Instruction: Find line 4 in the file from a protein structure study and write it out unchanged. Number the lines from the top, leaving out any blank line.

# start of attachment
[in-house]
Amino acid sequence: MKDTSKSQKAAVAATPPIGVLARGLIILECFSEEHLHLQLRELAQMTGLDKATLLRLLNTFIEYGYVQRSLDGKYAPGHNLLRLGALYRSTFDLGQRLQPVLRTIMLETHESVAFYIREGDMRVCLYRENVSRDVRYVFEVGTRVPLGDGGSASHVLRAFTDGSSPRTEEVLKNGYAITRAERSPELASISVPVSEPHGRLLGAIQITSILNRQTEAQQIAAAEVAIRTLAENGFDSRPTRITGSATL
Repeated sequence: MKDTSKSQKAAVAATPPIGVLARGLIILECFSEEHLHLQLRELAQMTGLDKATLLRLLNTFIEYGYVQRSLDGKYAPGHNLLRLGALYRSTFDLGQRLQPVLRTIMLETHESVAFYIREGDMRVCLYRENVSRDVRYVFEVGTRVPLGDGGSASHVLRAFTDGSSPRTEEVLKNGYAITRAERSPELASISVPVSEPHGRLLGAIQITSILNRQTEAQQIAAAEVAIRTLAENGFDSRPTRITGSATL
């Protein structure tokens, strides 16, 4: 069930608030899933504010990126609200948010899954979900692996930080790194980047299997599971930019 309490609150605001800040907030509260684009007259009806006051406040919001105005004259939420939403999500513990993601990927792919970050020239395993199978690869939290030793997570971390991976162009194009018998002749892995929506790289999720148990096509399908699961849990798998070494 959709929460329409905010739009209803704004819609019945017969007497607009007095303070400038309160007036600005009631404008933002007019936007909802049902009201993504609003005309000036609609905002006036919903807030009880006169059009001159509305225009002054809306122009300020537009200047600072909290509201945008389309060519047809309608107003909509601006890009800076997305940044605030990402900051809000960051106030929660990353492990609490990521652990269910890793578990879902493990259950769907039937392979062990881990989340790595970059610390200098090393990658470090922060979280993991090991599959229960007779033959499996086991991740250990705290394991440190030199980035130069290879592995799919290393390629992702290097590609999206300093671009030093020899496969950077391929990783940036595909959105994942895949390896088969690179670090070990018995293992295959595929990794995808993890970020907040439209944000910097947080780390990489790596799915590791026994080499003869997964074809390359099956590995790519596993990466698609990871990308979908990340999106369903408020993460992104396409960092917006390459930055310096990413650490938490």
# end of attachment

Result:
């Protein structure tokens, strides 16, 4: 069930608030899933504010990126609200948010899954979900692996930080790194980047299997599971930019 309490609150605001800040907030509260684009007259009806006051406040919001105005004259939420939403999500513990993601990927792919970050020239395993199978690869939290030793997570971390991976162009194009018998002749892995929506790289999720148990096509399908699961849990798998070494 959709929460329409905010739009209803704004819609019945017969007497607009007095303070400038309160007036600005009631404008933002007019936007909802049902009201993504609003005309000036609609905002006036919903807030009880006169059009001159509305225009002054809306122009300020537009200047600072909290509201945008389309060519047809309608107003909509601006890009800076997305940044605030990402900051809000960051106030929660990353492990609490990521652990269910890793578990879902493990259950769907039937392979062990881990989340790595970059610390200098090393990658470090922060979280993991090991599959229960007779033959499996086991991740250990705290394991440190030199980035130069290879592995799919290393390629992702290097590609999206300093671009030093020899496969950077391929990783940036595909959105994942895949390896088969690179670090070990018995293992295959595929990794995808993890970020907040439209944000910097947080780390990489790596799915590791026994080499003869997964074809390359099956590995790519596993990466698609990871990308979908990340999106369903408020993460992104396409960092917006390459930055310096990413650490938490």